As she rounded a tight bend, she screamed and swerved the car right off the road. A massive horse reared up in front of her, its rider holding on for dear life as he steered the beast away from her car and steadied it a short way farther along.
Rihanna’s heart beat wildly. She put her head in her hands, slumping over the steering wheel in relief and shock. She didn’t dare imagine the damage an animal of that size could have done to her precious car—and she’d have a hard time claiming against her insurance. Furthermore, it could have killed her!
The thought riled her, and she looked over to see that a guy in a cowboy hat was strutting toward her. He’d secured the horse to a tree, a little way from the road.
She quickly got out of the car to await his apology—which would have to be good.
“Well, I see you’re all right, then,” the guy fired at her.
She stared at him. “I’m not so sure about my car, though,” she snapped.
“Your car? That heap of metal? What about my poor living, breathing horse?”
“That lump of meat shouldn’t have been on the road!” she yelled. “Roads are for cars. That’s why I was driving on it.”
“Where the hell are you from, lady?” He gawped at her in disbelief. “Firstly, horses used the roads long before cars were invented, and secondly, you do realize you’re in Cavern County, don’t you?”
“Oh, I’m well aware of where I am, thank you,” she scorned. “In the back of beyond with a stupid redneck who thinks he and his livestock own the fucking road.”
He looked slightly taken aback, then furious. He clenched his jaw tightly, making cute dimples appear in his cheeks.
Her whole body heated as she took in his appearance for the first time. He sure was handsome, even if he was a cowboy. He had dark eyes and, from what she could see around his hat, very dark, wavy hair. He was clean-shaven and had a full mouth with perfect teeth. Not exactly what she’d expected from a local.
“What makes you think I don’t own this road?” he asked, his eyes flashing at her.
She swallowed hard. It was just possible that he did. After all, the land around here could conceivably be owned by the farmers and ranchers rather than a local council. “Well, if you do, I’d like to have a word with you about the dire state of it,” she replied, sticking her nose in the air. “It’s clearly not signed as private property, which means you’ll be liable for the damage all the loose stones and potholes have caused my car. If you’d just give me your name, I’ll be getting my lawyers to contact you.”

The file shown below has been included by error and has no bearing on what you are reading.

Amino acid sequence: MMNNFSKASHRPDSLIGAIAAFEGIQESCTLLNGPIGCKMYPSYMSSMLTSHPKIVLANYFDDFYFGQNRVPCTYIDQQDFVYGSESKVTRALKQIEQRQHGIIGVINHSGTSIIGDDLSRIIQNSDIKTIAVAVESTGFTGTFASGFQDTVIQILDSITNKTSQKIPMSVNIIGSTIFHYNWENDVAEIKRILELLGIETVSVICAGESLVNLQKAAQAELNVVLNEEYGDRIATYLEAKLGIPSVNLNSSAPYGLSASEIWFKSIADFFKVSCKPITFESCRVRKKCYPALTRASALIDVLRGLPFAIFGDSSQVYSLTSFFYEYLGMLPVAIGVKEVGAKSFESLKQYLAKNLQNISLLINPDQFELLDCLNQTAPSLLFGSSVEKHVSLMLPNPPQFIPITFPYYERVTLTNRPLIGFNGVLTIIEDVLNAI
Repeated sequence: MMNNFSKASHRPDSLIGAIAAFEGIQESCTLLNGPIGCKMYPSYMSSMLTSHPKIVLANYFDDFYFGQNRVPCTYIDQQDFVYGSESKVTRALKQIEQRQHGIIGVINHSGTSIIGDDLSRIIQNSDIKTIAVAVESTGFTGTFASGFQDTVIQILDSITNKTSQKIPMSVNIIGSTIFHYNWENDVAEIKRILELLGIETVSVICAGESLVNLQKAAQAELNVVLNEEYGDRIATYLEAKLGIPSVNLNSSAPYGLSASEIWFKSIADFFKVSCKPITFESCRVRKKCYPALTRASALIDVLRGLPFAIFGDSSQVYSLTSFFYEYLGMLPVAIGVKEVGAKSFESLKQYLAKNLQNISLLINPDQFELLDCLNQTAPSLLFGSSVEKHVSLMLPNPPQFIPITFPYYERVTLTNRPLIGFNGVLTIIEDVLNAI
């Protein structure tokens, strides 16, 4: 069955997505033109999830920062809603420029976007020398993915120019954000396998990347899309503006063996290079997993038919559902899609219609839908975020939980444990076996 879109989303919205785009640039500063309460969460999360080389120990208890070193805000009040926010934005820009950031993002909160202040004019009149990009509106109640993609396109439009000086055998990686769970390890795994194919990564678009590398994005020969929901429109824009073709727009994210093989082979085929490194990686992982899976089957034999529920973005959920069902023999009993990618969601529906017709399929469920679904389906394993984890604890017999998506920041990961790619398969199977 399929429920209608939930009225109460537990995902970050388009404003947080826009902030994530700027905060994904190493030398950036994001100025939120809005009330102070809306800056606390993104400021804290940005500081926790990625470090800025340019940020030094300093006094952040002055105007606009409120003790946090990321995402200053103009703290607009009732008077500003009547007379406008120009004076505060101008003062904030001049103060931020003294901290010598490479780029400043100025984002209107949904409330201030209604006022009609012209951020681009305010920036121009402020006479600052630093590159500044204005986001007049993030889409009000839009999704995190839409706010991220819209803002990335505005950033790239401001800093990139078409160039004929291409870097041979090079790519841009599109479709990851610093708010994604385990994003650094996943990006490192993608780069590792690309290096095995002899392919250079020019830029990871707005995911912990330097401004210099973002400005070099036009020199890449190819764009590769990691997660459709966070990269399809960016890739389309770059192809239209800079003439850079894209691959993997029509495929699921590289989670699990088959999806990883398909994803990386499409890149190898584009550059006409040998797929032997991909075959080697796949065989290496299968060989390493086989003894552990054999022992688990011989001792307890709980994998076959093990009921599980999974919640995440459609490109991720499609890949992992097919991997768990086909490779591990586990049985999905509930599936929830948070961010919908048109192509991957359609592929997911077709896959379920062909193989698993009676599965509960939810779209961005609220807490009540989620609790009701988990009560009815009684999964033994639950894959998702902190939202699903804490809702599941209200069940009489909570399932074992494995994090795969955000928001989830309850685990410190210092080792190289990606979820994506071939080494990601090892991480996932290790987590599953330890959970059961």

He gaped at her. “You’ve got to be kidding me?”
“Do I look like I’m joking? I’ve got every right to sue for the damage caused by your lack of maintenance of the road.”
He shook his head. “You really are something, lady.”
“And you’re delaying me from getting to work.” She suddenly remembered the tearing hurry she was in.
A huge grin covered his face, making him look even more handsome. He waved a hand to indicate the horse and her car. “Are you sure all this wasn’t just a ruse for you to ask my name?”
Her face flushed as anger and embarrassment mingled to what she knew would probably be a bright hue of scarlet.
“What?” she demanded, not quite as assertively as she’d hoped.
“Ace Blenheim,” he replied, grinning even more as he studied her. “And you are…?”
“Late.” She quickly got back into her car, knowing full well that he was amused at her blushes. Not that it had been any kind of trick, of course, but there was no way of explaining that to him.
He was still chuckling as she started the engine, and she seethed as she drove gingerly past him and into Pelican’s Heath. She’d had enough of being humiliated.
By the time she’d reached the bank, she’d already planned all the ways she could exact revenge on the smarmy redneck. At least she had his name. All she had to do was check to see if he had applied for an account at the new bank in town. She hoped so. It would give her great pleasure to turn him down.
Rihanna was embarrassed to find two people in smart clothes waiting by the door. She’d really hoped to arrive before the staff, today of all days. A large sign was plastered across the window of the bank proclaiming ‘Opening Today’.
“Good morning. I’m Rihanna Richards,” she told them politely, taking the key from her purse and unlocking the large door.
“I’m Sarah, and this is Paul,” the woman said officiously.